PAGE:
Photo by: Jeanne Heinold

Last spring Bob enjoyed another memorable encounter with our feathered friends while visiting Delaware Breakwater, a mile-long stretch of osprey territory out in the bay that resembles a jumbled avalanche chute more than a man-made seawall. We have a fine balance between our responsibility as environmental stewards and our commitment to safe navigation; we don’t disturb active bird nests. Even if the nest is an eight-foot-tall osprey castle, 50 feet atop a tower, enveloping a major light that is vital to a busy ferry system. Reaching said tower to set up another lantern system below the nest required Bob to make two trips carrying as much as 80 pounds of equipment along the entire length of the jagged breakwater. With six-foot wingspans and talons extended, the eight resident adult birds swooped, flailed, and screamed continuously while juvenile ankle-biters struck out from several other nests along the way. In the end, no blood was shed, the birds returned to their homes, and the boaters had their important light.

One of our caisson lighthouses rising out of the middle of Delaware Bay has a particularly sinister character despite its cute round living quarters with roman arch windows and a bright red facade. “Miah Maull Shoal Lighthouse proves quite memorable, but not always for the right reasons,” Bob explains, “Each visit usually offers a new experience...I remember looking up at the cupola on one trip to see the carcass of a seagull that suffered a tragic demise by impaling itself on the ventilator ball spike. On another occasion we nearly swamped a 21-foot boat evacuating two telephone technicians from the light in a sudden, unpredicted change of weather.” In June of 2002, our ATON boat dropped Bob and two others off at Miah Maull for routine service, expecting to return in an hour after inspecting another lighthouse. Finishing their work in about 25 minutes, Bob thought a half-hour rest sounded good. “Yeah right,” Bob says, “Murphy’s Law was in full force that day as one hour turned to two, then three...” Making matters worse, the air was dead calm while heat and humidity grew profoundly oppressive, luring every available biting insect to the lighthouse while the crew grew hungrier and thirstier. Lively conversation slowly diminished. “I remember looking at the light’s boiling cast-iron superstructure amazed at the thousands of flies clinging to it.” Bob recounts, “The rest were gnawing on us oblivious to our bug repellent.”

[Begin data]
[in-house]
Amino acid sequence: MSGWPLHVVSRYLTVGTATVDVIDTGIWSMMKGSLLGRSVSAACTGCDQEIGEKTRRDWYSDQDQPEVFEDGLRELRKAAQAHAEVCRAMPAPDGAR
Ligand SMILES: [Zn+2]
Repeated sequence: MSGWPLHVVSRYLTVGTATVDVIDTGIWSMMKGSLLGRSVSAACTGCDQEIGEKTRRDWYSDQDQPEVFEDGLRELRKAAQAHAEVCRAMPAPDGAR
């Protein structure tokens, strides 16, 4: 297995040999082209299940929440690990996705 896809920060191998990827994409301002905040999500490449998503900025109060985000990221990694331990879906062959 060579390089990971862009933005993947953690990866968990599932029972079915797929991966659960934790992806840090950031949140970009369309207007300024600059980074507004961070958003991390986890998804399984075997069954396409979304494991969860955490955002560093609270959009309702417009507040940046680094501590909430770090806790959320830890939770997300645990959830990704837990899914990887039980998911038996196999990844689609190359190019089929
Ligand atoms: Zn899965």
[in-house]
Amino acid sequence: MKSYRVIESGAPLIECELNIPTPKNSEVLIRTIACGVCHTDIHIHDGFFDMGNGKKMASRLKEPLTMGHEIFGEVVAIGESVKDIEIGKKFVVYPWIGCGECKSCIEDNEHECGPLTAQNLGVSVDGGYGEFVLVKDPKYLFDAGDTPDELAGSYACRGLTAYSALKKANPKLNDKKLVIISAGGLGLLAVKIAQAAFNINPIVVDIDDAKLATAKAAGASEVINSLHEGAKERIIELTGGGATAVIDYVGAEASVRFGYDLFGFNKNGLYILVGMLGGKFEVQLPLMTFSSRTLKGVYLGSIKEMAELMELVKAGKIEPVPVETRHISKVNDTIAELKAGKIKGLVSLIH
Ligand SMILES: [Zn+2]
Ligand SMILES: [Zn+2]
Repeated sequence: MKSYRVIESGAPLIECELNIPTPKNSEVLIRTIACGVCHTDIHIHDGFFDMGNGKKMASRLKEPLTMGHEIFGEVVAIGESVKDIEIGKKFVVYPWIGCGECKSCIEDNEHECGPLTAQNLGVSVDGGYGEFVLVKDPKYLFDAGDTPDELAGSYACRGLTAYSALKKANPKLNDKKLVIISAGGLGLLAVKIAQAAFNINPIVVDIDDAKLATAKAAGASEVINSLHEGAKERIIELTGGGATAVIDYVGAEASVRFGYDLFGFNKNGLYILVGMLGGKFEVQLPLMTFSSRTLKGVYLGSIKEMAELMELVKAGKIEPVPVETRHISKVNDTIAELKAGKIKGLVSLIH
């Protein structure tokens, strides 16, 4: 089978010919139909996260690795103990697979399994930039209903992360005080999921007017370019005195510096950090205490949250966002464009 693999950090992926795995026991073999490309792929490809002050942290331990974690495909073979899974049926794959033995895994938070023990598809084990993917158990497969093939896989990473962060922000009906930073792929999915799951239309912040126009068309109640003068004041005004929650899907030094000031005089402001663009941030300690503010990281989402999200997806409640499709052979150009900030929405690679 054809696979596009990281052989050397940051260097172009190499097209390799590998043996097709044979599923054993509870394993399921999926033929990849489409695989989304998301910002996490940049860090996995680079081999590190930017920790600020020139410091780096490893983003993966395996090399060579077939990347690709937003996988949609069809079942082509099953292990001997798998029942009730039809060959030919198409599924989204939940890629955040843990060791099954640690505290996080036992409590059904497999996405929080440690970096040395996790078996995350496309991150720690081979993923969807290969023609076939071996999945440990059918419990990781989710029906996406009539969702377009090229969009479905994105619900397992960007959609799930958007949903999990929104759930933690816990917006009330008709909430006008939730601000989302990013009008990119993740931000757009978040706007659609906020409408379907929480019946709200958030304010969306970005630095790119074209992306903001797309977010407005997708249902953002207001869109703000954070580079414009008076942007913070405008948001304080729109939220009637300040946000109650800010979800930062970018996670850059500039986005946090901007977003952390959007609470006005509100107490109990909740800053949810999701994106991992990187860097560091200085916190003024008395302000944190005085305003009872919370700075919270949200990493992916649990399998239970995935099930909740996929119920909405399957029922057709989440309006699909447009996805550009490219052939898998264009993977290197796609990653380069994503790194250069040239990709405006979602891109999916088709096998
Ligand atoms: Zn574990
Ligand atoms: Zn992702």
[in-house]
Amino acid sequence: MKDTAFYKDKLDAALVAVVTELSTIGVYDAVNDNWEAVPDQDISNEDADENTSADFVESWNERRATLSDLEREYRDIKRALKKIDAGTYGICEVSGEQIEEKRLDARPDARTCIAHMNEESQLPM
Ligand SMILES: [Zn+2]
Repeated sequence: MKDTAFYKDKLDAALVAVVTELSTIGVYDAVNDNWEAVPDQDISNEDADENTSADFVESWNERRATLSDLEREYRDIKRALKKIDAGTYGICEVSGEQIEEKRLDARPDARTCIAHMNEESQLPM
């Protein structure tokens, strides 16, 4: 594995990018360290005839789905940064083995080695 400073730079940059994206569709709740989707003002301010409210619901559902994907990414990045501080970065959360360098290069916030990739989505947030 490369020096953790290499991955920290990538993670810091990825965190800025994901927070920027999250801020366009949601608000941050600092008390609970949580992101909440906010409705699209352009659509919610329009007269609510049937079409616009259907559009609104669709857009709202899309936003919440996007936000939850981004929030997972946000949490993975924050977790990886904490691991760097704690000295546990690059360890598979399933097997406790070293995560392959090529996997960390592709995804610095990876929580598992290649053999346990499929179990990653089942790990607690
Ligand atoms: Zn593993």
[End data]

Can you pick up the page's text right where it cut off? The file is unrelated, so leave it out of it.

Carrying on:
Birds don’t treat lighthouses very nicely either, leaving a buffet of decaying fish parts and skeletons in a fragrant guano sauce about the exterior decks to heat up and aromatize in the scalding sun. At Miah Maull, this is exacerbated by a peregrine falcon who likes to “dine out” there. This majestic animal, as big as an eagle, loves to eat flickers- the dark brown birds with yellow specs that are present in great flocks around Cape May. The falcon leaves countless heads, feet, and wings about the structure which plug up the rain gutters so none of this accumulating mixture ever washes away...until we arrive to clear it out. Naturally, this added significantly to the day’s dread.